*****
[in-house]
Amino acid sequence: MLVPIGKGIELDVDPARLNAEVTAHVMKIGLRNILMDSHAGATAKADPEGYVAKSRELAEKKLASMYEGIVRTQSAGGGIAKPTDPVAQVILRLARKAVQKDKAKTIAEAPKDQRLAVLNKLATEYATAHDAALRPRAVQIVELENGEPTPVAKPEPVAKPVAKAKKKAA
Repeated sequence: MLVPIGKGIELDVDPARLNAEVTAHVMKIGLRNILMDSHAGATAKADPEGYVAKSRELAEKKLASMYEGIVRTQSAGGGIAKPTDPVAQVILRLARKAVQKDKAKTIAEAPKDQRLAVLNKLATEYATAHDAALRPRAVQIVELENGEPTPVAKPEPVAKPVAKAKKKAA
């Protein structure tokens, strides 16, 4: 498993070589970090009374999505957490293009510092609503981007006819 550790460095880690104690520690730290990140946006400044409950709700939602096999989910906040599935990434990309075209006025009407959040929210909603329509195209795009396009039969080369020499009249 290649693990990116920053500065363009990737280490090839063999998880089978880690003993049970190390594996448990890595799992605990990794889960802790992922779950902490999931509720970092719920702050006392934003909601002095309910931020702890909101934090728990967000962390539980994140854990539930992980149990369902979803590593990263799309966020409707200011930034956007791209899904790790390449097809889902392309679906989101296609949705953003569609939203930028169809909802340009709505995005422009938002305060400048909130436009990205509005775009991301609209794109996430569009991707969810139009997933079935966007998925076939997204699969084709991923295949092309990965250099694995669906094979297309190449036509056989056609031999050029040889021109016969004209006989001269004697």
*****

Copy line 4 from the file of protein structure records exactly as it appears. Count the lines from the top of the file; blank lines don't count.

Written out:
């Protein structure tokens, strides 16, 4: 498993070589970090009374999505957490293009510092609503981007006819 550790460095880690104690520690730290990140946006400044409950709700939602096999989910906040599935990434990309075209006025009407959040929210909603329509195209795009396009039969080369020499009249 290649693990990116920053500065363009990737280490090839063999998880089978880690003993049970190390594996448990890595799992605990990794889960802790992922779950902490999931509720970092719920702050006392934003909601002095309910931020702890909101934090728990967000962390539980994140854990539930992980149990369902979803590593990263799309966020409707200011930034956007791209899904790790390449097809889902392309679906989101296609949705953003569609939203930028169809909802340009709505995005422009938002305060400048909130436009990205509005775009991301609209794109996430569009991707969810139009997933079935966007998925076939997204699969084709991923295949092309990965250099694995669906094979297309190449036509056989056609031999050029040889021109016969004209006989001269004697």